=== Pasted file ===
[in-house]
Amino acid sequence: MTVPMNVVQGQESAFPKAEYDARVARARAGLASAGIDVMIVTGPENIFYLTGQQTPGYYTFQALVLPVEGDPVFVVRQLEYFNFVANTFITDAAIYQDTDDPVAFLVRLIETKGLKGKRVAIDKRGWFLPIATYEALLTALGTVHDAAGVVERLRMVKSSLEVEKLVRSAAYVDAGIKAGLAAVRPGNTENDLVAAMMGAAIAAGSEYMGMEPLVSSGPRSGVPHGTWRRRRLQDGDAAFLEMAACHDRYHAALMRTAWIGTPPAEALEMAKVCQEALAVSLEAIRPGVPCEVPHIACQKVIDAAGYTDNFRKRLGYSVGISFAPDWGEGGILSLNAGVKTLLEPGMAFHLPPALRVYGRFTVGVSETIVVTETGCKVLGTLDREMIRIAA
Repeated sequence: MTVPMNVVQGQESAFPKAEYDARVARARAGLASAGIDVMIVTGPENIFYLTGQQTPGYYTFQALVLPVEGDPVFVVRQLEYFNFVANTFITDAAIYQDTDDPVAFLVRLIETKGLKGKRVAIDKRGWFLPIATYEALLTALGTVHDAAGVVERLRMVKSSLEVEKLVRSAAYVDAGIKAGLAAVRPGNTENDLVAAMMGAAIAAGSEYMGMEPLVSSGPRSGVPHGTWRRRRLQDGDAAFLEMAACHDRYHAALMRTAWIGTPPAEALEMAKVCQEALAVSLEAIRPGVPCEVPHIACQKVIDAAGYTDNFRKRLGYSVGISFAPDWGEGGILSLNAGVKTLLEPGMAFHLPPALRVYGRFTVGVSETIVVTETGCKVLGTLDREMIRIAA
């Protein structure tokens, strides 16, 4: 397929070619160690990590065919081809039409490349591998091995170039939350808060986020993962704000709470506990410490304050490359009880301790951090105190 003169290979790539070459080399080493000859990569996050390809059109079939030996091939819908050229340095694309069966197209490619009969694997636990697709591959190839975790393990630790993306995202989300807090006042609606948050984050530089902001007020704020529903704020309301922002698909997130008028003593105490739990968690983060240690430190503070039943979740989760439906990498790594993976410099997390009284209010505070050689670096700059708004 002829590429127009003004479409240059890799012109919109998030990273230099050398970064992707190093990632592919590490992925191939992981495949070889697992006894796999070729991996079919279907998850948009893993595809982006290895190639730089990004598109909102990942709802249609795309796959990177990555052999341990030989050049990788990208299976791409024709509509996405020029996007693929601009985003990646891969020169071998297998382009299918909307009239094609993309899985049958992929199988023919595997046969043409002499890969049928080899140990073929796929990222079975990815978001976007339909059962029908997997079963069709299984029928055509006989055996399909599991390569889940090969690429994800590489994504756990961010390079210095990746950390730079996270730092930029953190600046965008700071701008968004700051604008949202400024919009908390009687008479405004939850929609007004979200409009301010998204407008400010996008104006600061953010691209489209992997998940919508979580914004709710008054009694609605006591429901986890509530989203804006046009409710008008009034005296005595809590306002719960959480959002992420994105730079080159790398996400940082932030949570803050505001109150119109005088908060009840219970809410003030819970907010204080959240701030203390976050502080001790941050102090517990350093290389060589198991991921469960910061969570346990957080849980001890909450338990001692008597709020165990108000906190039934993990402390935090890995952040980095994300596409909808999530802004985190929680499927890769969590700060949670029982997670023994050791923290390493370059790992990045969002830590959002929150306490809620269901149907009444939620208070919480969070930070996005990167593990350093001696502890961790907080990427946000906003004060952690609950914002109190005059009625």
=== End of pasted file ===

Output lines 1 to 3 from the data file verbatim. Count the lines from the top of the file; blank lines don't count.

[in-house]
Amino acid sequence: MTVPMNVVQGQESAFPKAEYDARVARARAGLASAGIDVMIVTGPENIFYLTGQQTPGYYTFQALVLPVEGDPVFVVRQLEYFNFVANTFITDAAIYQDTDDPVAFLVRLIETKGLKGKRVAIDKRGWFLPIATYEALLTALGTVHDAAGVVERLRMVKSSLEVEKLVRSAAYVDAGIKAGLAAVRPGNTENDLVAAMMGAAIAAGSEYMGMEPLVSSGPRSGVPHGTWRRRRLQDGDAAFLEMAACHDRYHAALMRTAWIGTPPAEALEMAKVCQEALAVSLEAIRPGVPCEVPHIACQKVIDAAGYTDNFRKRLGYSVGISFAPDWGEGGILSLNAGVKTLLEPGMAFHLPPALRVYGRFTVGVSETIVVTETGCKVLGTLDREMIRIAA
Repeated sequence: MTVPMNVVQGQESAFPKAEYDARVARARAGLASAGIDVMIVTGPENIFYLTGQQTPGYYTFQALVLPVEGDPVFVVRQLEYFNFVANTFITDAAIYQDTDDPVAFLVRLIETKGLKGKRVAIDKRGWFLPIATYEALLTALGTVHDAAGVVERLRMVKSSLEVEKLVRSAAYVDAGIKAGLAAVRPGNTENDLVAAMMGAAIAAGSEYMGMEPLVSSGPRSGVPHGTWRRRRLQDGDAAFLEMAACHDRYHAALMRTAWIGTPPAEALEMAKVCQEALAVSLEAIRPGVPCEVPHIACQKVIDAAGYTDNFRKRLGYSVGISFAPDWGEGGILSLNAGVKTLLEPGMAFHLPPALRVYGRFTVGVSETIVVTETGCKVLGTLDREMIRIAA